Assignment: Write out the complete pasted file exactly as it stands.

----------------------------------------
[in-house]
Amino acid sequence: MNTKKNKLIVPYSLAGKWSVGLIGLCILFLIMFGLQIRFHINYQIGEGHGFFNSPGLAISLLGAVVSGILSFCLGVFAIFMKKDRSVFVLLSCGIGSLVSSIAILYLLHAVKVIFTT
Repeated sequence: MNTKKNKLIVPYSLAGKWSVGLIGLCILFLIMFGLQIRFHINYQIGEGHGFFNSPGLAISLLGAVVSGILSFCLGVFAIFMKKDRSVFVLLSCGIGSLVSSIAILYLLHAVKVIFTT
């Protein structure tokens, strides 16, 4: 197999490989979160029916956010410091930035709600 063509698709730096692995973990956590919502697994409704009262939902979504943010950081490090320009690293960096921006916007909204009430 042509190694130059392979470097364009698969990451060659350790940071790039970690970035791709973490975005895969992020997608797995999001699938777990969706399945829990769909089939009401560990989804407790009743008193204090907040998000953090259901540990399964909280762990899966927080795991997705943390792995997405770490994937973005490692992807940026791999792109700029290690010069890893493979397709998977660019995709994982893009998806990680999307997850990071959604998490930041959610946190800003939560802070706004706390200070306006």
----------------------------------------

[in-house]
Amino acid sequence: MNTKKNKLIVPYSLAGKWSVGLIGLCILFLIMFGLQIRFHINYQIGEGHGFFNSPGLAISLLGAVVSGILSFCLGVFAIFMKKDRSVFVLLSCGIGSLVSSIAILYLLHAVKVIFTT
Repeated sequence: MNTKKNKLIVPYSLAGKWSVGLIGLCILFLIMFGLQIRFHINYQIGEGHGFFNSPGLAISLLGAVVSGILSFCLGVFAIFMKKDRSVFVLLSCGIGSLVSSIAILYLLHAVKVIFTT
């Protein structure tokens, strides 16, 4: 197999490989979160029916956010410091930035709600 063509698709730096692995973990956590919502697994409704009262939902979504943010950081490090320009690293960096921006916007909204009430 042509190694130059392979470097364009698969990451060659350790940071790039970690970035791709973490975005895969992020997608797995999001699938777990969706399945829990769909089939009401560990989804407790009743008193204090907040998000953090259901540990399964909280762990899966927080795991997705943390792995997405770490994937973005490692992807940026791999792109700029290690010069890893493979397709998977660019995709994982893009998806990680999307997850990071959604998490930041959610946190800003939560802070706004706390200070306006």